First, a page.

It’s been a long time coming, 40 years to be exact! Hitting what most would describe as middle age was quite a shock, especially as in many ways I haven’t developed beyond the mental age of 16. It’s a milestone of life and a pat on the back to say, “Well done you’re still alive!”
Questions were being asked of me as to how I was going to celebrate, so I took it upon myself to look into what was going on in September, somewhere local(ish), on and around my ‘special’ day. I’m quite an unfussy guy so I wanted to keep it simple; I definitely wanted my closest friends to be with me, music was a must and of course plenty of alcohol, what more did I need to help me regress to my hedonistic teen years? As luck would have it, it didn’t take me long to stumble on the perfect event. It turned out that The Libertines were playing at a festival in Margate known as Wheels and Fins. Pete, Carl and the boys are one of my favourite bands whom I had missed going to see on numerous occasions. They are now residents in Margate and had chosen the Wheels and Fins festival as their final gig of a very long two years spent on tour. To cap it off they were being joined by Reverend and the Makers, Echo and the Bunnymen and none other than Chas and Dave. Unfortunately, Chas had fallen ill and had to cancel and sadly passed away shortly after, this is heart-breaking news for anyone who grew up listening to their lively, boisterous, witty pub singalong music. Their boogie woogie/rock ‘n’ roll sound was even given its own name, Rockney due to their east end routes.
Anyway, I put it out to my mates that this is what I wanted to do, tickets were bought and an Airbnb was booked in the lovely old Victorian seaside town of Ramsgate. Four mates (two of which traveled all the way from Devon) and me, made the trip east arriving on Saturday afternoon ready for the revelry. Saturday night was spent taking in the pubs and bars of Ramsgate, even managing to find a good live band playing in The Mariners, a pub situated on the harbour front with a sort of fisherman’s watering hole type of feel. Eventually, after many a beer and ill-advised shot (or four), we hit the hay hoping to be ready for a day of epic music on Sunday.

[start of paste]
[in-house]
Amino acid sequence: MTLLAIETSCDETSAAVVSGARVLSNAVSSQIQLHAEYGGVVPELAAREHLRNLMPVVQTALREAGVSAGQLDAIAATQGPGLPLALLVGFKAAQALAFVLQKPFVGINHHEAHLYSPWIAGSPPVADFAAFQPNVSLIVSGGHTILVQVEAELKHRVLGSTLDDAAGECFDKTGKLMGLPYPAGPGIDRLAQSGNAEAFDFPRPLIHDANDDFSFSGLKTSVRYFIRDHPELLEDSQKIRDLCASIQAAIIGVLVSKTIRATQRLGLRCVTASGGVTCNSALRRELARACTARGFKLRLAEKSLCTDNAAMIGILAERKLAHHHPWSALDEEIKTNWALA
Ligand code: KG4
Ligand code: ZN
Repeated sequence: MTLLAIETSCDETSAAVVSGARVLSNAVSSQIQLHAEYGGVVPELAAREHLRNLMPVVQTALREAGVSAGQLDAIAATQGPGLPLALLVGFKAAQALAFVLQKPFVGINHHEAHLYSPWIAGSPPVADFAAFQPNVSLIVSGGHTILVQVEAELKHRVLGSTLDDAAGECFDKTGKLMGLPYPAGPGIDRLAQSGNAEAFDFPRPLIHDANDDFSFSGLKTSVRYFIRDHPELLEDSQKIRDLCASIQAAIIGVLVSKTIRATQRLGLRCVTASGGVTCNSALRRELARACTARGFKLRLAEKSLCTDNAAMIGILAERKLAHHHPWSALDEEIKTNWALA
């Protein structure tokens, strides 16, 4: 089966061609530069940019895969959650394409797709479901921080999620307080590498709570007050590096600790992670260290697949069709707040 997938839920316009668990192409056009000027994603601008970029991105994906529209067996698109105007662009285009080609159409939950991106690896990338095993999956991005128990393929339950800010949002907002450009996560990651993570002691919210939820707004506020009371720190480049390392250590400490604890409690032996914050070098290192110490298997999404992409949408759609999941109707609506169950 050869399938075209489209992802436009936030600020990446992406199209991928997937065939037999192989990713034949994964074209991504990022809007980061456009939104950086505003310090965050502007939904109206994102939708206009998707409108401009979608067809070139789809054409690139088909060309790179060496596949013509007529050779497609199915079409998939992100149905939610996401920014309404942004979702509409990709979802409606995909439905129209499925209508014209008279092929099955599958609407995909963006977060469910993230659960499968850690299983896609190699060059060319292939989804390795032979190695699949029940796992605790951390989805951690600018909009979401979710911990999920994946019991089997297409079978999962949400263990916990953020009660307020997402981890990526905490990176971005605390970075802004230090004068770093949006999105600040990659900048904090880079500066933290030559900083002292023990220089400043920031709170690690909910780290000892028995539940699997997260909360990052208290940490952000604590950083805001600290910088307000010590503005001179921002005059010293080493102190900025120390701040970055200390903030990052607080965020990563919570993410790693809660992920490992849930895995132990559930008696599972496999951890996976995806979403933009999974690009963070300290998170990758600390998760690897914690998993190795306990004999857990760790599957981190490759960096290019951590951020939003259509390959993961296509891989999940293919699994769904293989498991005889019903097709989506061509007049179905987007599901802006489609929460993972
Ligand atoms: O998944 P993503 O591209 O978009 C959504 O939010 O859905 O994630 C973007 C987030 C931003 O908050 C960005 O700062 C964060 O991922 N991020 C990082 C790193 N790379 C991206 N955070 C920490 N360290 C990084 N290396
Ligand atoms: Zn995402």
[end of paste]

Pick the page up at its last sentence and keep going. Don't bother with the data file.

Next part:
Sunday morning came and after the perfect hangover cure of a bacon and egg sarnie and a gin and tonic (yes, I know! But I was turning 40) we headed into town to grab a cab to Joss Bay. The festival gods were clearly happy as the early September sun was blazing and we knew it was to be a good day. Once inside we headed straight for a rum and coke to further assist recovery from the night before and then took in some pretty gnarly skating on the half-pipe while simultaneously rocking out to some great punk in the small tent, good start. The music was of a continuously heavy tempo all day, keeping our spirits high. The crowd helped create a great atmosphere around what was turning out to be a fantastic festival, especially for a small indie gig. There were a variety of different types of punter milling around, the old, the young, some with their kids; I have to admit thinking that Phanyard would go down a storm here but hey, next year maybe.